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58 Cards in this Set

  • Front
  • Back
a computed disease rate that takes into acount the characteristics of the population so that rates in diff locales can be compred despite characteristics like age and gender
adjusted rate
the incidence of disease occurring during a limited period of risk (e.g the time span of a food borne outbreak of gastroenteritis)
attack rate
the proportion (percent) of people with disease who die w/in a specified time after disease onset
a disease rate that include all persons in a population w/o distinction with regard to age, gender, race, etc
crude rate
a databasse of information regarding all cases of certain disease that occur in a aspecficied population during a specified time period
disease register
infant mortality rate =
# of deaths children under 12 months / number of live births X 1,000 (per 1,000)
the number of deaths related to pregnancy of pregnant women in a year divided by the number of live births in that year (per 100,000)
maternal mortality rate
mortality =
the incidence rate of death
neonatal mortality rate
number of deaths of children under 28 days in a given year divided by the total number of live births in that year, times 1000
a disease for which notification of local health authorities is required
notifiable disease
the incidence of disease among contacts or household members following the occurrence of a primary case - the period observation is specified and usually brief
secondary attack rate
in survival analysis, when survival time for an individual is not observed because the individual was still alie at the end of the study or the subject is lost in follow up
censored data
a test for evalluating assocation between two variables in a contingency tabe. in the 2x2 tabel this test is equivalent to comparing proportions in two groups of patients
chi-squared test

chi-squared statistic would help you reject or accept the null
a rectangular array of numbers, typically croos classification of subjects into categries of two measurements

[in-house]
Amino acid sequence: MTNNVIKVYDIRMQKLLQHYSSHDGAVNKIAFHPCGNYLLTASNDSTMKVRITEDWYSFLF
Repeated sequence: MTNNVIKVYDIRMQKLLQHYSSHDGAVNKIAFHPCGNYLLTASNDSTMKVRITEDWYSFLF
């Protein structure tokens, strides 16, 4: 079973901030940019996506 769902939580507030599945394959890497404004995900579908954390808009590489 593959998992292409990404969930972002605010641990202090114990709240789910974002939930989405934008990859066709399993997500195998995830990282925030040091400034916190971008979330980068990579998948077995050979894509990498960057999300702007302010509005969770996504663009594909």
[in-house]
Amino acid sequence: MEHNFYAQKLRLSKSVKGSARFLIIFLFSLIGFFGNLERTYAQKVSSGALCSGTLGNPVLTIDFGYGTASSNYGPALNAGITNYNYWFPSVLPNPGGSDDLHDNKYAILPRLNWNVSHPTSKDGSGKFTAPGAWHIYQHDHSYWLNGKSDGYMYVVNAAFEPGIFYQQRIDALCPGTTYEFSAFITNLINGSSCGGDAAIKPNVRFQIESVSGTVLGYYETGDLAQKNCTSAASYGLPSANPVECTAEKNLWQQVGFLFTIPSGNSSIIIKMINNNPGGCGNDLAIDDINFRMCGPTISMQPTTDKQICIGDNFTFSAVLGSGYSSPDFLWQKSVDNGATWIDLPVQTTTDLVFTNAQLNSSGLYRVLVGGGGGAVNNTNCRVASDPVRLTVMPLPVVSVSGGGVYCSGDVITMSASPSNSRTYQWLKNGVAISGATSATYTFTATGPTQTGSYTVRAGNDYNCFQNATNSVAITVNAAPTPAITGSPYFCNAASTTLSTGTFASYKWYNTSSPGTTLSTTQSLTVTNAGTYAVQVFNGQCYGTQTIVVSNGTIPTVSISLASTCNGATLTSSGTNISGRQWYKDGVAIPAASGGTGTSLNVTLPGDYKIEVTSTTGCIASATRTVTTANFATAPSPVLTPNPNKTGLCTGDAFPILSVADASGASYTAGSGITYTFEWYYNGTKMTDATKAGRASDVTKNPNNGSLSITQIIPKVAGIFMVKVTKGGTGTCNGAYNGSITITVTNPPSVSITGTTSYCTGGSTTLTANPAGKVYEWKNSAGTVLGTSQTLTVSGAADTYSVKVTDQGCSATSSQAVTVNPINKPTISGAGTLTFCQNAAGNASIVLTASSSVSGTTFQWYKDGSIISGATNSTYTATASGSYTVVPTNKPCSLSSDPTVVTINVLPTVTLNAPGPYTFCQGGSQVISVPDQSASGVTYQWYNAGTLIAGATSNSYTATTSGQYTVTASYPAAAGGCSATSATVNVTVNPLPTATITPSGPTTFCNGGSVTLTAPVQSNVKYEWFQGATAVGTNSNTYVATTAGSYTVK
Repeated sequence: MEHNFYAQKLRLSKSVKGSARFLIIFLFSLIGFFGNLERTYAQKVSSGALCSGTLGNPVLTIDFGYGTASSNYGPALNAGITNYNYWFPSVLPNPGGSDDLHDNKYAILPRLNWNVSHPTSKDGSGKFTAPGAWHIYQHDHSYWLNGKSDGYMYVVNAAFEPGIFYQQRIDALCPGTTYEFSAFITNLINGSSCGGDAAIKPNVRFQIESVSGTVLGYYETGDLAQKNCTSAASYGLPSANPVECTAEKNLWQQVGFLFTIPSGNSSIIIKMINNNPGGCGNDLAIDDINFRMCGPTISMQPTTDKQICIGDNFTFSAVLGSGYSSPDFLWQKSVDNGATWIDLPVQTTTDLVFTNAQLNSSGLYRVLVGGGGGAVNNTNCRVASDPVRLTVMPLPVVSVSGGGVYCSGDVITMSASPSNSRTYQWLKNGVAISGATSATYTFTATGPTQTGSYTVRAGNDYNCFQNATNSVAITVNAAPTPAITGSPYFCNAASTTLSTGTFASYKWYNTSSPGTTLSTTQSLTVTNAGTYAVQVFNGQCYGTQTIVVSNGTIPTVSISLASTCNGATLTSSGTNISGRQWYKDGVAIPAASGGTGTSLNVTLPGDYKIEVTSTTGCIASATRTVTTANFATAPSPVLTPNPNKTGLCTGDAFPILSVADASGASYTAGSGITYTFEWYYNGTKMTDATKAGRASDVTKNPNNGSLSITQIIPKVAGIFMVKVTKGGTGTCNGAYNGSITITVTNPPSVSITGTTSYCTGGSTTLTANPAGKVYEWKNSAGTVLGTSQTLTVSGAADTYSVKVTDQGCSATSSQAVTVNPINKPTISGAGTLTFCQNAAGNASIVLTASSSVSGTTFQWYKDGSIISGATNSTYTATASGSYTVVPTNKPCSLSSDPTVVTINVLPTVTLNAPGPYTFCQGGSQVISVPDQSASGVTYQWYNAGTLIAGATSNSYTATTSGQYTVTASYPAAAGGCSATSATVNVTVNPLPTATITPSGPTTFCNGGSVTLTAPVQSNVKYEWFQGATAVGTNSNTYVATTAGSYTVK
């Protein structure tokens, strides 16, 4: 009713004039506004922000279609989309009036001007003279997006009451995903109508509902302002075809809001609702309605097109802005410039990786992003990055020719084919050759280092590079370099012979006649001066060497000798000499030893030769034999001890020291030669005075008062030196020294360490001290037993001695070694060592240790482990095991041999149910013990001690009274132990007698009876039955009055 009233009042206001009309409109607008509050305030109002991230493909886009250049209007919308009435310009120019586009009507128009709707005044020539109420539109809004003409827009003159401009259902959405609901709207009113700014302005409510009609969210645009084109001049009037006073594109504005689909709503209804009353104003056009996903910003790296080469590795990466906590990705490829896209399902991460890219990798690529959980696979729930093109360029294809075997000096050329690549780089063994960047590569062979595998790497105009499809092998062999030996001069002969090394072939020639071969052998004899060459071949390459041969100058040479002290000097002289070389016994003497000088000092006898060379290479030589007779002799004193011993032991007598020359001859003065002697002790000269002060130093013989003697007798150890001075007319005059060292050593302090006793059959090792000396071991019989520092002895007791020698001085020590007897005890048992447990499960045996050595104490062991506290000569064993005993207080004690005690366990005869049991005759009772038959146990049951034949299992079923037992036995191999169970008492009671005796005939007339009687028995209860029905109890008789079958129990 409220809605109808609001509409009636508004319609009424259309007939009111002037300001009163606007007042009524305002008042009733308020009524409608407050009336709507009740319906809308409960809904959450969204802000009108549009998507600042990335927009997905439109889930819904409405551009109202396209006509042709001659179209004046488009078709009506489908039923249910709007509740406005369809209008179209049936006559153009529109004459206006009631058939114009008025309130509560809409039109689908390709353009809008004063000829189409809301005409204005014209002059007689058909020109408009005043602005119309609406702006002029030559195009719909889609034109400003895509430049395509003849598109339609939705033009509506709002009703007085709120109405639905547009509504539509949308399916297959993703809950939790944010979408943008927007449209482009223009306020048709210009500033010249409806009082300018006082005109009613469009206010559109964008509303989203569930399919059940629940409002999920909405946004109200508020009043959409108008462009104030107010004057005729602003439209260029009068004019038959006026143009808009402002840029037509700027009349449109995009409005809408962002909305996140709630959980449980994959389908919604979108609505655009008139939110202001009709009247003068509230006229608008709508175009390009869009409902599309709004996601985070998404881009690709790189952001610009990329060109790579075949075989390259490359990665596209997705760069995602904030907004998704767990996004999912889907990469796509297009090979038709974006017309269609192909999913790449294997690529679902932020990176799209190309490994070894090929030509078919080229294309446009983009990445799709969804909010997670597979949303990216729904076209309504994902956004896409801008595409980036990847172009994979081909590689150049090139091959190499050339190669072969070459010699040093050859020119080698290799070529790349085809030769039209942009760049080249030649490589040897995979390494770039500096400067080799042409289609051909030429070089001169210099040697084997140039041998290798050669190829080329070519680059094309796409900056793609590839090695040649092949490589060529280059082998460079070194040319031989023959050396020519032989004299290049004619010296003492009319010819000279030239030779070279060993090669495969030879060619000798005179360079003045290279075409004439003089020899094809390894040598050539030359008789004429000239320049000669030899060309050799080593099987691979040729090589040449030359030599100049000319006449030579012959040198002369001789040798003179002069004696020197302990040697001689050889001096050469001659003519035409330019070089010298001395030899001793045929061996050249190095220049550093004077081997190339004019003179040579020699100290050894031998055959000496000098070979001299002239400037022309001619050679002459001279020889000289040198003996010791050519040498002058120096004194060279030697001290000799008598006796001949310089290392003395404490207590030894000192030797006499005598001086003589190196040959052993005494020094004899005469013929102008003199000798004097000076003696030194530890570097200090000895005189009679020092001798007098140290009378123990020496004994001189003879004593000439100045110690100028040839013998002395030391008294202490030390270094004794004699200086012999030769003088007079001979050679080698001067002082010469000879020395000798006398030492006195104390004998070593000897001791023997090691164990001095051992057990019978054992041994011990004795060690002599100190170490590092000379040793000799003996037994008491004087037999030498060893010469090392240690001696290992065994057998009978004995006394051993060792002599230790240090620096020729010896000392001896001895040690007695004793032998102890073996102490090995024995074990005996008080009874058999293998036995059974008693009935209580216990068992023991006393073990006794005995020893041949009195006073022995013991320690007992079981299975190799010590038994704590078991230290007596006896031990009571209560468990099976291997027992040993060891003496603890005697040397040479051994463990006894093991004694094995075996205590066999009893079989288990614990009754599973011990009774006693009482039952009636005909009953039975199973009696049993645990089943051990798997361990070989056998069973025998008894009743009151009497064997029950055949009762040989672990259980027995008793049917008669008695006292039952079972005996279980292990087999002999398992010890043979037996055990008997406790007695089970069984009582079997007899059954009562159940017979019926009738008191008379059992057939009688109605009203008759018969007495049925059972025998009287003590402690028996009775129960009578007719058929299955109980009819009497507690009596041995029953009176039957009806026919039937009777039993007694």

contignency table

comparing expected to observed then you would want to do a chi-squared test to see if this difference is due to chance or not
a statistical test for comparing the means on a continuous measurement for two separate groups of individuals. for example this test can be used to compare mean SBP in males versus females
independent samples T-test
Kaplan-Meier method (or Product-limit method
a procedure for estimating a survival function form survival data in presence of censoring
a tabulation showing the survival experience of a group of subjects over time. specifically showing the survival function estimated from data

1. divide follow up times into intervals
2. probability of dying during given interval is hazard (h = those who died / n entering interval)
3. prob of surviving that interval is 1-h
4. prob of surviving interval 2 is (1-h1)x (1-h2) ....
a statistical test for comparing two survival curves
log-rank test
the time at which 50% of the individuals have experienced the event of interest. the timepoint at which the survival fucntion crosses 50%
median survival
a statistical test for comparing the means of paired continuous measurements. this test is usually applied to the case where a single indivdidual is observed on 2 occasions (before and after)
paired-samples T-test

1. compute difference score for each observed pair (y1-y2 = d)
2. calculate mean of that (d)and the SD of difference scores
3. do a test statistic test
t=(mean d / SE)
statistical evaluation of time to event data. examples include time to death, time to disease progression, and time until onset to the disease
survival analysis
describes the probability that an individual will survive beyond a specific point in time
survival function
R squared
coefficient of determination
= 1 - (variation in Y not explained by X / total
variation in Y about mean)

describes proportion of total variation of dependent variable explained by its linear relationship w/ independent variable